Monday, January 26, 2009
amarylis, rainwater, magnolia
The plant arrived for Christmas and has been a constant pleasure ever since. This is the third flower it produced; another is in bud.
The Grove slopes gently towards the south west. Its perimeter path has a gutter on either side, which consists of rows of parallel bricks placed end to end, side by side and slightly angled towards one another to capture the rain. By the south west entrance this morning, though it has long since stopped raining, you can see the water running in a steady stream over the bricks, and above all hear it, gurgling into a drain. Though there is normally no running water in the Grove, this pleasant sound reminds me of a mountain stream, and suddenly I long to be transported to the Lake District where I used to walk a long time ago in the footsteps of Wordsworth and Coleridge.
The buds of the magnolias of which there are a number around here are sprouting. From a distance they resemble hazel catkins, but as you get closer you are aware of a satiny sheen on the almond shaped buds, which accounts for the catkin appearance. They seem small and unimportant when you think of the size and splendour of the flowers, which will open in two or three months time.
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Some of those Christmas flowers are marvellously good value; I had a little cyclamen last year that went on and on for weeks; we planted it in the garden and it flowered again in November. The heavy frost might have done for it permanently now, but it certainly had a good innings!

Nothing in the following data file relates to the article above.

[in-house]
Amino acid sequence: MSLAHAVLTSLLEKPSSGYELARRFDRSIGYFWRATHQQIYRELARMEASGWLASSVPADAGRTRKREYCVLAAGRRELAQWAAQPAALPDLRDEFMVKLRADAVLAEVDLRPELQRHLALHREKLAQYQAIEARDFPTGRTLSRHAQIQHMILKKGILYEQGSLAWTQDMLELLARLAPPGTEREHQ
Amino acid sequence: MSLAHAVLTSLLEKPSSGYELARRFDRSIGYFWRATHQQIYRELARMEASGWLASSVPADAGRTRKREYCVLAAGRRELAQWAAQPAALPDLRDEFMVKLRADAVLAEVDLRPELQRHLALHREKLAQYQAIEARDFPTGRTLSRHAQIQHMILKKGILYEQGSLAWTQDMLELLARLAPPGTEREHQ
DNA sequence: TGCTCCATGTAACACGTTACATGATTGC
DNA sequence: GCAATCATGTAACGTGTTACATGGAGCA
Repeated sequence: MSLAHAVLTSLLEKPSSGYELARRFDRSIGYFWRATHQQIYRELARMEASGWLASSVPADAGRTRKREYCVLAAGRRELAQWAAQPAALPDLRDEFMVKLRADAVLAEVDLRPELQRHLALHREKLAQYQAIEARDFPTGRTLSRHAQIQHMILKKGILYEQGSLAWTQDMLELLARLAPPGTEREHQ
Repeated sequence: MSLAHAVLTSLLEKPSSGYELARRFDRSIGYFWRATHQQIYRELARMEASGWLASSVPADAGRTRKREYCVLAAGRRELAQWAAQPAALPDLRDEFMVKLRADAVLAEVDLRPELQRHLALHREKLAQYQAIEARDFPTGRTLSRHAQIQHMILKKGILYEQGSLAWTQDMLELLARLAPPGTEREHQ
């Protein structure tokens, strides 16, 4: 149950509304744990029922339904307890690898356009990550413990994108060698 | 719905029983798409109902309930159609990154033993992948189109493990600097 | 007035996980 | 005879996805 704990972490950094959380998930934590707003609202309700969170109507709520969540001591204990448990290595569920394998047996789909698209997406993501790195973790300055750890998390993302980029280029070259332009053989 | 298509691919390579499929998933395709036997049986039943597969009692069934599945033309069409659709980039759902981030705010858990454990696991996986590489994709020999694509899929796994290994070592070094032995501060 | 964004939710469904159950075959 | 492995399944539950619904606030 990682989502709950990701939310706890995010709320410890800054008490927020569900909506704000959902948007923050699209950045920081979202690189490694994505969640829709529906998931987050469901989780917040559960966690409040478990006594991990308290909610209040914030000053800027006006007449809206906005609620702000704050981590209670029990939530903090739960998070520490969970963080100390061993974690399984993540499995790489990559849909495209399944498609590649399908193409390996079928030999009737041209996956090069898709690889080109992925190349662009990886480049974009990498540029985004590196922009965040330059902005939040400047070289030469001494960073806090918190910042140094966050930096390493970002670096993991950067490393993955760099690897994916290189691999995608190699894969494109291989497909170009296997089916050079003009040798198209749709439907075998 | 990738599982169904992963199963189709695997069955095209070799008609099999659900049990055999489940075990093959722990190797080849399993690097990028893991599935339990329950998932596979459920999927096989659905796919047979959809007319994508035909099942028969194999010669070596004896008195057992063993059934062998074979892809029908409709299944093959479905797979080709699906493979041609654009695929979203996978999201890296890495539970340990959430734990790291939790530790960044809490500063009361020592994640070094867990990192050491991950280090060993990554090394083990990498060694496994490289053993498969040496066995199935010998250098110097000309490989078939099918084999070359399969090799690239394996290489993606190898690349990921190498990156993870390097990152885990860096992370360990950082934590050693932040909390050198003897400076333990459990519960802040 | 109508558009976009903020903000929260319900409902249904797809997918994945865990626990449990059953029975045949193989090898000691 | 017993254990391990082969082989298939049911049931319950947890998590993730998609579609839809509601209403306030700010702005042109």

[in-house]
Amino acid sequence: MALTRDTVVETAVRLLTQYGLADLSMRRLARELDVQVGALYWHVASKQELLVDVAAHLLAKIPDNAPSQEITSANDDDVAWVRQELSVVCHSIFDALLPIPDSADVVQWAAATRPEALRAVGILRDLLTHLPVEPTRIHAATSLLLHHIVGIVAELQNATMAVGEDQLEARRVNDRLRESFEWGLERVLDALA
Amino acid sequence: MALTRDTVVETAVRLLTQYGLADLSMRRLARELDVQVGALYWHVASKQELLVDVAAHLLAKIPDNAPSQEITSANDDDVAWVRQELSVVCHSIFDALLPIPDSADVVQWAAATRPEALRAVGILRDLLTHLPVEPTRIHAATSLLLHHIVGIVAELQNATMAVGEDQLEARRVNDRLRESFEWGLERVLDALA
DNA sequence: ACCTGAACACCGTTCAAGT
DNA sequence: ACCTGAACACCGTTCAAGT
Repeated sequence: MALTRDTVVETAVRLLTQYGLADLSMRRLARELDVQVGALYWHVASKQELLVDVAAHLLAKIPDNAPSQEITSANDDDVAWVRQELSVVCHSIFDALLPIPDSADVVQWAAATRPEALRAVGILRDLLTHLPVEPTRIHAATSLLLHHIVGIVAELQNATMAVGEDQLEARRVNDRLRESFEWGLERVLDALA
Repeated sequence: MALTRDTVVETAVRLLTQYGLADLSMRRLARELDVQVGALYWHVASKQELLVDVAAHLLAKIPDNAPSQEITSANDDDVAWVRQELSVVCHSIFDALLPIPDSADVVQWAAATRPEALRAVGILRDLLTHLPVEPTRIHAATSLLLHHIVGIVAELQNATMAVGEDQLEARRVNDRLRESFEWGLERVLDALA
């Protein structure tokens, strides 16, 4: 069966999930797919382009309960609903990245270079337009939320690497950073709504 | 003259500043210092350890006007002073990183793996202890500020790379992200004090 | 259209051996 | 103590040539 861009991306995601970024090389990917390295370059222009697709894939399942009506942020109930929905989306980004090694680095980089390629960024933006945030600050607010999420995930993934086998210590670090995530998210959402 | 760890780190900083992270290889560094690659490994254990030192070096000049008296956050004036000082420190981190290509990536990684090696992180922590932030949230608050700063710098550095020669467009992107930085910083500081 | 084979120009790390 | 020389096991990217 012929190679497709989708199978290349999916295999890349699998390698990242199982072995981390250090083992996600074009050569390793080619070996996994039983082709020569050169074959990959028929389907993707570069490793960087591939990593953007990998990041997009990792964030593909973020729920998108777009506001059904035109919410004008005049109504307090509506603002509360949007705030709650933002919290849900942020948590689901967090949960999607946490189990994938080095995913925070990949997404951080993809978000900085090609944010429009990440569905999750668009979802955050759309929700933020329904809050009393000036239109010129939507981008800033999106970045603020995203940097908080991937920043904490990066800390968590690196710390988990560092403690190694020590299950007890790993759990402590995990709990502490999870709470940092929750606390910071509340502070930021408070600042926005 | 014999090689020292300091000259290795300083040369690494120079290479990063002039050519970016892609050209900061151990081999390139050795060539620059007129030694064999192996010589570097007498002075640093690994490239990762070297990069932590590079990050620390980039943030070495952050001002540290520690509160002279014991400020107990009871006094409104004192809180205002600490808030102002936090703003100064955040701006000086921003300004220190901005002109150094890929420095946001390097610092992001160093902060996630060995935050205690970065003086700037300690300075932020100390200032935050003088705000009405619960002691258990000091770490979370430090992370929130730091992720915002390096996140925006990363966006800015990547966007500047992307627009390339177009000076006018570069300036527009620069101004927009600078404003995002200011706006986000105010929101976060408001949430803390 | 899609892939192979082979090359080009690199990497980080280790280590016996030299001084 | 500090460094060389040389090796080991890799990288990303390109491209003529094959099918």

Magnolias in bloom, on the other hand, are agonisingly fleeting, though they're handsome trees all the year round!
I salute Wordsworth and Coleridge as writers who celebrated the Lake District appropriately (ie, for its aesthetics and its opportunities for pleasing exercise). But what about Ruskin? His view of mountains was apparently mystical and he slagged off people who climbed them for their greasy-pole tendencies. I seem to recall you attempting to interest me in The Stones of Venice off a Farringdon Road handcart. But then rock-climbing is rarely a factor in that particular city (or in Farringdon Road).
Although he spent the last years of his life in a house on the shores of Lake Conniston, Ruskin had no great reputation as a walker, as did W and C and W's sister Dorothy. The Stones of Venice is a work, all four volumes of it, which I have greatly admired for a long time and never read further than the first two sentences, both of which are inspiring. You were right to resist my recomendations in the Faringon Road. Ruskin, would not any way be your cup of tea, I guess. He begins his autobiography, Praeterita, with the words "I am, and my father was before me, a violent Tory of the old school.."
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